|AHM Ali Reza|
|Ph.D student, Texas Tech University|
|Biogeography and Conservation of Herpetofauna in Bangladesh|
|Species: Amphibians and Reptiles|
|Abstract: Bangladesh is a tropical country situated in Southeast Asia, containing a unique and highly threatened biota. Least understood in terms of research and conservation initiatives is the herpetofauna. According to IUCN Bangladesh (2000), 131 species of reptiles and amphibians have been reported from the country so far, and 112 species (85%) are facing conservation threats of various kinds. About 43% of all herpetofauna have been categorized as 'Data Deficient' which is a category that suggests 'no information available on these species'. Even this high value is likely to be an underestimate, because the Red Book of Threatened Animals of Bangladesh was developed mainly based on partial and outdated information. A number of unreported herpetofauna have been reported (Ahsan and Parvin 2001 and 2004, Reza 2004) since the Red List was produced and many of them are on their way. Hence, this proposed research will provide an updated list of the herpetofauna of Bangladesh, and document their distribution and biogeography. This research will also identify the conservation needs of the herpetofauna of Bangladesh and work towards their long-term survival in the natural habitats by involving local community in conservation.|
Project Update: December 2006
I am working in Bangladesh, a global biodiversity hotspot in tropical Asia which contains a unique and highly threatened biota. Least understood in terms of research and conservation initiatives is the herpetofauna. According to a 2000 estimate by IUCN Bangladesh, 131 species of reptiles and amphibians have been reported from the country so far, and 112 of them (85%) are facing conservation threats. About 43% of amphibian and reptile species were categorized as Data Deficient, indicating lack of even basic information. This high number of threatened and data deficient species is likely to be an underestimate, because the country is poorly studied and the data used to develop the IUCN list were mainly partial or outdated. For example, a number of amphibians and reptile species have been reported from Bangladesh since the Red List was produced, and more are in the process of being added.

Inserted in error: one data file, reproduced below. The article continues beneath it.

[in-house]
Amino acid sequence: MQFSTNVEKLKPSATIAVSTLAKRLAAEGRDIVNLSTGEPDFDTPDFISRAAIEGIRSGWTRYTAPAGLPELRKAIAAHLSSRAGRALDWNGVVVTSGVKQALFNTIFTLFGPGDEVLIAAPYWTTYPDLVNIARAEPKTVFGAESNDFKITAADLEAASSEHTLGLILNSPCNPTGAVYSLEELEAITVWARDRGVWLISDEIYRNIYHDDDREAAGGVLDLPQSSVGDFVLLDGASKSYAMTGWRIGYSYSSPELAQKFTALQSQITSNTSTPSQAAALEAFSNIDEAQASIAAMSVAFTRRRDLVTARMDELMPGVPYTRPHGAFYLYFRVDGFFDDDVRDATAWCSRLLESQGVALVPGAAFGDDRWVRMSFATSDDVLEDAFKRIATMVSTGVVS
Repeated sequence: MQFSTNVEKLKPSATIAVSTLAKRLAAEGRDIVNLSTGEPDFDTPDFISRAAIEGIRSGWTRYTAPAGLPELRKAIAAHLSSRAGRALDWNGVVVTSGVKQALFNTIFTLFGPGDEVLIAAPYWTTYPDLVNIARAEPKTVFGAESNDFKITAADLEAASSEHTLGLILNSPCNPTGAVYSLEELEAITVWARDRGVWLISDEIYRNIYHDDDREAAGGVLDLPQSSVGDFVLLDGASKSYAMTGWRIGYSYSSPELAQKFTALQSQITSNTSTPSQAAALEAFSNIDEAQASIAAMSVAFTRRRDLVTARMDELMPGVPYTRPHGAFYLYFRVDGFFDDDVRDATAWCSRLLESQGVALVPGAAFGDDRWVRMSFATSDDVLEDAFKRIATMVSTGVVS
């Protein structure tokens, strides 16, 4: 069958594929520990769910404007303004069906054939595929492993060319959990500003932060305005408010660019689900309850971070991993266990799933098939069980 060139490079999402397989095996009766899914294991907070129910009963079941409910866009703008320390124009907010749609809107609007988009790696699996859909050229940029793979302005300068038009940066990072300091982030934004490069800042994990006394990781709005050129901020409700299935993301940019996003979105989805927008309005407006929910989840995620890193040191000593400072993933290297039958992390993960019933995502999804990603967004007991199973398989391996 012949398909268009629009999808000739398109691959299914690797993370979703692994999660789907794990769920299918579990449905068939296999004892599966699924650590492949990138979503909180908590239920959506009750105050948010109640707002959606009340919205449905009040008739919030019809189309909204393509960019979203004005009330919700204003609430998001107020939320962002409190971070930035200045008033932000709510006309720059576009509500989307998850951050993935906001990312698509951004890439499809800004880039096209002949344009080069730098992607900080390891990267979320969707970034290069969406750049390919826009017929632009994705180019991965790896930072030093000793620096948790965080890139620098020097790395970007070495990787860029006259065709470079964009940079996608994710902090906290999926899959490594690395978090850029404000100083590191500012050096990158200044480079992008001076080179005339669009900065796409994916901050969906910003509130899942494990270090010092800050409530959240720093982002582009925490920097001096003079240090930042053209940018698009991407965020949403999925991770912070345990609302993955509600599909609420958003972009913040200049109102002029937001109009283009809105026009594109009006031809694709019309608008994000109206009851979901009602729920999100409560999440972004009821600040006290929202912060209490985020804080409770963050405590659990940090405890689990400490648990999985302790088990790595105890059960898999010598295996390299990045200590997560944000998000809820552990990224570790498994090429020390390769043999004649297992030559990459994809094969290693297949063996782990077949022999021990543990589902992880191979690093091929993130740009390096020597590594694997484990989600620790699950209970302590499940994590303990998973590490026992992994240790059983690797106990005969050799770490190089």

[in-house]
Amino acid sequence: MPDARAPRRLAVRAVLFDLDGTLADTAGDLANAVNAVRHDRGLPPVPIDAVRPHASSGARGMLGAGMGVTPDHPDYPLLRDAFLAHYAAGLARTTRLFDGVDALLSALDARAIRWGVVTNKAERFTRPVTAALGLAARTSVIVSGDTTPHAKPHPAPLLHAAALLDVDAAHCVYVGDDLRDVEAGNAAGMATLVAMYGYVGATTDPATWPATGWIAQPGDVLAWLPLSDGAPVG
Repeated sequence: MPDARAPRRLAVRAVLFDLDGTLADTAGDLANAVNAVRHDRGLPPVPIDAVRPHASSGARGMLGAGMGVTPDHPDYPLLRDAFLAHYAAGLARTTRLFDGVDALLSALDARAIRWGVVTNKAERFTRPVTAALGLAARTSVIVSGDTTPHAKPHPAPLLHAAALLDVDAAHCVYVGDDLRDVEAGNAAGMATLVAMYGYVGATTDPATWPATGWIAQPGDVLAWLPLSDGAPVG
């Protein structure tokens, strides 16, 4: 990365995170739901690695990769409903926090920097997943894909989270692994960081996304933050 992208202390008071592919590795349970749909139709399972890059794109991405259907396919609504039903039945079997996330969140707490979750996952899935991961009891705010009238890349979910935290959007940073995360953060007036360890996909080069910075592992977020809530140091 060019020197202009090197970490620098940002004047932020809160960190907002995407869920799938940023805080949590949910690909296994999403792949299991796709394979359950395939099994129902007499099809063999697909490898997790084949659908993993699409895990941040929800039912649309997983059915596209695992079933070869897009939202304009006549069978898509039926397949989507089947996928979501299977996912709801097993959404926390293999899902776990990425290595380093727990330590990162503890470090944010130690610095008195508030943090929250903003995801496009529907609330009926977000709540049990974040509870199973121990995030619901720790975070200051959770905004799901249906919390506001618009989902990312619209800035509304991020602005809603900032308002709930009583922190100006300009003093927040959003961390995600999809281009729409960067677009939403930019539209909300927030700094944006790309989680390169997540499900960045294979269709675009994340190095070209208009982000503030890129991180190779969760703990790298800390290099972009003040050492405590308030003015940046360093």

The goals of my research included producing an updated list of herpetofauna of Bangladesh, producing a set of GIS-based distribution maps for all of them, and estimating species composition and richness in various habitats. I spent three months, June-August 2006, conducting fieldwork in Bangladesh with a research assistant from Ireland and few graduate students from the Department of Zoology, Jahangirnagar University, Bangladesh. Fieldwork was conducted in summer since amphibians and reptiles are most active during this time of a year. Based on physical and biological factors, as well as logistical concerns, I selected seven permanent sampling sites in different forest types (e.g. evergreen and semi-evergreen forest, mangrove and deciduous forest, swamp forest) and three study sites in the urban and suburban areas of Bangladesh (Table 1).
I used traditional survey techniques (e.g. direct encounter survey, active searching in microhabitats, night survey, etc.) to conduct the survey. In addition, I also used several trapping techniques (e.g. drift fences with pitfall and funnel traps, cover-boards, PVC pipes, minnow traps, hoop nets, etc.) to maximize the catch in the field. In summer 2006, I have recorded the occurrence of 73 species of amphibians and reptiles from Bangladesh, of which 52 species are of particular scientific import (Table 1, below). These preliminary results reveal the presence of at least two previously unreported species of amphibians and three to five species of reptiles in Bangladesh. In addition, I have also documented several new regional distribution records. I am working to produce a complete set of GIS-based distribution maps for all recorded species. The final set of maps will be produced at the end of my third field season in 2008.
Another goal of my work is to assess the species composition and richness of herpetofauna in different habitats in Bangladesh. Based on my first year's field data, preliminary conclusions can be drawn. Lawachara National Park, an evergreen forest, seems to support the highest number of amphibian and reptile species (51 species so far). I also recorded some critically important frogs and skinks from a deciduous forest habitat, Madhupur National Park, during the fieldwork. However, these are very preliminary conclusions and I will be replicating the same data collection protocol in the coming two summers.
All photos by A. Reza unless otherwise noted.
Table 1: Description and location of selected study sites in Bangladesh
|Calotes versicolor||Naja naja|